Try ROS Jazzy out on your machine by running:

docker run --rm=true -ti ghcr.io/sloretz/ros-testing:jazzy-desktop bash

The images are updated once per day at UTC midnight. Keep your copy up to date by running:

docker pull ghcr.io/sloretz/ros-testing:jazzy-desktop

We encourage you to use these containers to participate in the T&T Party, or to test Jazzy with your existing ROS project. The official docker images will be available shortly after the Jazzy release.

If you run into issues with Jazzy while using these images or containers to test your personal codebase please use our Jazzy issue tracker to report them.


Hello to the JJ testing team,
Not sure where to post this comment to the git issues, so posting here. When installing Iron for the first time it wasn’t clear from the installation instructions that it only supported Ubuntu 20.04, which I learned through trial and error. Now I see Jazzy Jalisco only supports Ubuntu 24.04.

Perhaps there’s a requirements area of the installation I was too inexperienced to look for, or maybe I missed it elsewhere, but if it’s not there, I suggest that this be added to the installation instructions.


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So it says Ubuntu 24.04 on the front page of the Installation instructions for binaries: Installation — ROS 2 Documentation: Jazzy documentation . But we should probably update the “Building from source” documentation to be clearer; here is a PR to do that.

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Ah, I was looking at the Debian packages page here. I do see Ubuntu Noble there, but I didn’t connect that with 24.04. This is an experience issue (not familiar with Ubuntu naming).

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So my distribution of Ubuntu doesn’t have Noble/24.04 yet (I have Pop_OS!) so I’ve got to go with the docker images… Is that than considered AMD64 Nobel as well for the tickets or do I need to make new tickets for these?

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A Docker image with Noble is totally fine, and is considered testing for Noble.


Another minor documentation clarification: for Windows install, would be helpful to add a reminder for installer to restart the Power Shell/terminal before executing “First upgrade pip and setup tools:”.

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Connext RMW is only available for AMD64, so all tickets with ‘connext,arm64,noble’ (debian / binary) aren’t testable I presume?

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I have followed the instructions with my RaspberyPi 5 8GB using the server image of ubuntu 24.04, and successfully instaled ros-jazzy-robot-base.

Is there an official release date for jalisco? I was also able to compile my driver/code with no problem, with the exception of navigation.

Attempts to compile navigation2 from source also failed.

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For all of these types of questions, please use Jazzy Jalisco Tutorial Testing party questions · osrf/ros2_test_cases · Discussion #1545 · GitHub , so we can keep the traffic off of Discourse.


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I searched around on the Zenoh RMW and just came from this topic. I don’t see any specific tickets related to testing it. Is it ready for testing? I saw a yadu/tmp_jazzy that seemed like maybe it was being prepped for testing? We are very interested in testing this with our codebase both in sim and on robot in the coming months.

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rmw_zenoh is not an official part of the Jazzy Jalisco release, so it is not included in the tutorial party. However, we of course welcome testing on it at any time.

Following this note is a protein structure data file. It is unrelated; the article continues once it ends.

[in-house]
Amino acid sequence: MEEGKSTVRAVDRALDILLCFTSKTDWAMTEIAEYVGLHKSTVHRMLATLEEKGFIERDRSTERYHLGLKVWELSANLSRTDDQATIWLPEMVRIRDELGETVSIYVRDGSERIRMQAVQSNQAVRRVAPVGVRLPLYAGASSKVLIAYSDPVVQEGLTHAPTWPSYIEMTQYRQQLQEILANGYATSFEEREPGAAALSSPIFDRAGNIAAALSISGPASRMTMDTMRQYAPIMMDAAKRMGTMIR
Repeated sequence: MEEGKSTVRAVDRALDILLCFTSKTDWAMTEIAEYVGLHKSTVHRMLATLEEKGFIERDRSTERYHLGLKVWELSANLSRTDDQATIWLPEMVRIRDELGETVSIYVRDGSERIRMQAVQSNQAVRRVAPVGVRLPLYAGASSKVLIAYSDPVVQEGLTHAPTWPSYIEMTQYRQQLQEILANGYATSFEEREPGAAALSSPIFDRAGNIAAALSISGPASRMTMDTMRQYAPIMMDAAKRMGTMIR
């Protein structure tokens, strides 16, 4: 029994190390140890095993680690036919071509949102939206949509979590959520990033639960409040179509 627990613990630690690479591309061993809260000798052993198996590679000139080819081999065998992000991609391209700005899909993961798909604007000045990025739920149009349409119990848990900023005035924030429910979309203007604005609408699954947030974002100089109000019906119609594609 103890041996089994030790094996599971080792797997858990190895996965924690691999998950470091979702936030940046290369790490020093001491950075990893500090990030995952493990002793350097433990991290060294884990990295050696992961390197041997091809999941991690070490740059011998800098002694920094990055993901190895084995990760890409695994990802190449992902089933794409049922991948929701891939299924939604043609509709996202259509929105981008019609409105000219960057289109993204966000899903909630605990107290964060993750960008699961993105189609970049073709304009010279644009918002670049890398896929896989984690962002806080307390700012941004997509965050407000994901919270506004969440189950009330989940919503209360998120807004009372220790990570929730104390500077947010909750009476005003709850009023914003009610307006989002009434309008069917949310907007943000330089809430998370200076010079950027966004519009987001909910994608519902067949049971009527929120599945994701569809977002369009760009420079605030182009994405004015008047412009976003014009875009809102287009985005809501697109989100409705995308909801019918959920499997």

Thanks for that @clalancette, do you believe it will eventually be in Jazzy and just not at the moment, or never at all?

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We hope to release it for Jazzy eventually, though no promises at this time. But you can build it from source and try it out on Jazzy today, if you’d like.


For the testing of documentation, I see labels of AMD64 and Ubuntu Noble. However, I’m a bit limited to the docker image given above and I haven’t managed to get a good GUI forwarding on that one yet (actually a lot of tutorials require some type of gui functionality). I wish I’d be able to upgrade to 24.04 om my laptop but I can’t yet.

Is it okay to do some of the tutorial testing on a raspberri pi 5 with ubuntu 2024, as that is considered a tier1 platform?


i guess in that case, the test is going to Chip set: ARM64 result technically? @clalancette @marcogg

i thought that there are some issues labeled with Chip set: ARM64, but no such issues at all…Issues · osrf/ros2_test_cases · GitHub :sweat_smile:

are you using X window system? if that is so, -e DISPLAY="$DISPLAY" --volume="$HOME/.Xauthority:/root/.Xauthority:rw" -v /tmp/.X11-unix:/tmp/.X11-unix could work for you to test GUI apps.

### host to allow x clients
xhost +

### docker command X bind
docker run -it -e DISPLAY="$DISPLAY" --volume="$HOME/.Xauthority:/root/.Xauthority:rw" -v /tmp/.X11-unix:/tmp/.X11-unix --privileged <image_name>


Aha! I was missing the xhost + ! I was looking all over web for this as I had a vague recollection that this was necessary. Google is officially useless now… Thanks a lot @tomoyafujita !

There were actually quite some issues for ARM64 (Github had a bit of an service issue that the search was out a moment ago). but those were just for core functionality, none of the tutorials.

I guess I can continue the testing with the docker fully then :smile:.

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Bumping this thread. We’re in the home stretch! As of last night 130 or so tickets remain.

If you would like to pick up Jazzy Swag for free there is still time!

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Hi Everyone,

Just a reminder that since we are past 2024-05-15T07:00:00Z the official time of the tutorial party comes to an end. However, we will still keep the remaining issues open for a month and since your contributions are highly valuable, feel free to keep running tests and help improve the Jazzy Jalisco release.

We’ve already closed over 300 issues. Fantastic work, everyone! :partying_face:
Stay tuned for the official release announcement on 2023-05-23T07:00:00Z, where we’ll share more stats and reveal the swag awardees.